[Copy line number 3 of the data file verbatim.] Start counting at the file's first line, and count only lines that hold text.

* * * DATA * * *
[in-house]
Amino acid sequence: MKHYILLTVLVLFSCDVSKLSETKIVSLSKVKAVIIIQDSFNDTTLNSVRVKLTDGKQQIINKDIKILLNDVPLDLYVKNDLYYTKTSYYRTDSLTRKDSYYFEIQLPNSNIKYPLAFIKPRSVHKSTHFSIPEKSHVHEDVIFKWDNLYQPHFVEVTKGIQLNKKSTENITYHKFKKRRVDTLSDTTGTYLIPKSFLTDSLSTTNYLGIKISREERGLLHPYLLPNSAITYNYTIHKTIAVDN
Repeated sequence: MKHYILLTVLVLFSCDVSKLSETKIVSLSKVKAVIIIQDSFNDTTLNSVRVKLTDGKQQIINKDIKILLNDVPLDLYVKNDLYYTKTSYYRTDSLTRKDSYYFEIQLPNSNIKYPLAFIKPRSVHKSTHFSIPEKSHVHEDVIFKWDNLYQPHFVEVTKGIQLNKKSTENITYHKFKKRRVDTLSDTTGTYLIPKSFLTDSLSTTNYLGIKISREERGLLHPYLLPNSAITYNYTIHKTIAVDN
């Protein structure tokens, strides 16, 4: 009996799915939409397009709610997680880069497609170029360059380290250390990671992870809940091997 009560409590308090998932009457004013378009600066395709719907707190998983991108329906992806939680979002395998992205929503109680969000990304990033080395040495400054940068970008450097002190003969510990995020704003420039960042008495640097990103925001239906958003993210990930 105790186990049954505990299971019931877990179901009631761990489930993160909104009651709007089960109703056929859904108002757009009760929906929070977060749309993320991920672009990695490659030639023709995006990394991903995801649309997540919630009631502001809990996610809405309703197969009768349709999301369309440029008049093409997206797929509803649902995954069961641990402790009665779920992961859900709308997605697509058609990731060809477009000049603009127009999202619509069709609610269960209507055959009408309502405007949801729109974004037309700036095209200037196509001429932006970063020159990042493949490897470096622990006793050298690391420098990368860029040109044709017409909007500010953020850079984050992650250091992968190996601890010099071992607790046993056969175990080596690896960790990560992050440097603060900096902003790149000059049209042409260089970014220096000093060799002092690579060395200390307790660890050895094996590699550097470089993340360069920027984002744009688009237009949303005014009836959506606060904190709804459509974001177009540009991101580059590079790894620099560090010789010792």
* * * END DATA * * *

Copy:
Repeated sequence: MKHYILLTVLVLFSCDVSKLSETKIVSLSKVKAVIIIQDSFNDTTLNSVRVKLTDGKQQIINKDIKILLNDVPLDLYVKNDLYYTKTSYYRTDSLTRKDSYYFEIQLPNSNIKYPLAFIKPRSVHKSTHFSIPEKSHVHEDVIFKWDNLYQPHFVEVTKGIQLNKKSTENITYHKFKKRRVDTLSDTTGTYLIPKSFLTDSLSTTNYLGIKISREERGLLHPYLLPNSAITYNYTIHKTIAVDN